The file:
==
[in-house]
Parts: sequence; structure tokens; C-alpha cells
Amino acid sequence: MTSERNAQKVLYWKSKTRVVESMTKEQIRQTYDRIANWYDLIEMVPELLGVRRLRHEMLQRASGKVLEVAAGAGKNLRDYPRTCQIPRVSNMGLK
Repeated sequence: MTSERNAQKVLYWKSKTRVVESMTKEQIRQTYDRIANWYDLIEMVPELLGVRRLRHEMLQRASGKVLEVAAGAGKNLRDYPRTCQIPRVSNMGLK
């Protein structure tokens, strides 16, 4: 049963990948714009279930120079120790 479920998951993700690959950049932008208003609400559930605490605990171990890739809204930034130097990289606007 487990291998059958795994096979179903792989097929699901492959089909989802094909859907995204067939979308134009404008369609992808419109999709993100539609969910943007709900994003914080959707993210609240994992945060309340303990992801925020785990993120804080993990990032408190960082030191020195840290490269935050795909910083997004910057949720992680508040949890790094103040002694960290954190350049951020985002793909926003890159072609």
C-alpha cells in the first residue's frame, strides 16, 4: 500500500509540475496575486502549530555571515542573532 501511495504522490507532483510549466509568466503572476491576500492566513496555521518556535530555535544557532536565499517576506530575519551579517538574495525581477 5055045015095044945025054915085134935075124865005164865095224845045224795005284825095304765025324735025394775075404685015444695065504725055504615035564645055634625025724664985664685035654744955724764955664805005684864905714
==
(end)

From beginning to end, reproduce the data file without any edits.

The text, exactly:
[in-house]
Parts: sequence; structure tokens; C-alpha cells
Amino acid sequence: MTSERNAQKVLYWKSKTRVVESMTKEQIRQTYDRIANWYDLIEMVPELLGVRRLRHEMLQRASGKVLEVAAGAGKNLRDYPRTCQIPRVSNMGLK
Repeated sequence: MTSERNAQKVLYWKSKTRVVESMTKEQIRQTYDRIANWYDLIEMVPELLGVRRLRHEMLQRASGKVLEVAAGAGKNLRDYPRTCQIPRVSNMGLK
């Protein structure tokens, strides 16, 4: 049963990948714009279930120079120790 479920998951993700690959950049932008208003609400559930605490605990171990890739809204930034130097990289606007 487990291998059958795994096979179903792989097929699901492959089909989802094909859907995204067939979308134009404008369609992808419109999709993100539609969910943007709900994003914080959707993210609240994992945060309340303990992801925020785990993120804080993990990032408190960082030191020195840290490269935050795909910083997004910057949720992680508040949890790094103040002694960290954190350049951020985002793909926003890159072609």
C-alpha cells in the first residue's frame, strides 16, 4: 500500500509540475496575486502549530555571515542573532 501511495504522490507532483510549466509568466503572476491576500492566513496555521518556535530555535544557532536565499517576506530575519551579517538574495525581477 5055045015095044945025054915085134935075124865005164865095224845045224795005284825095304765025324735025394775075404685015444695065504725055504615035564645055634625025724664985664685035654744955724764955664805005684864905714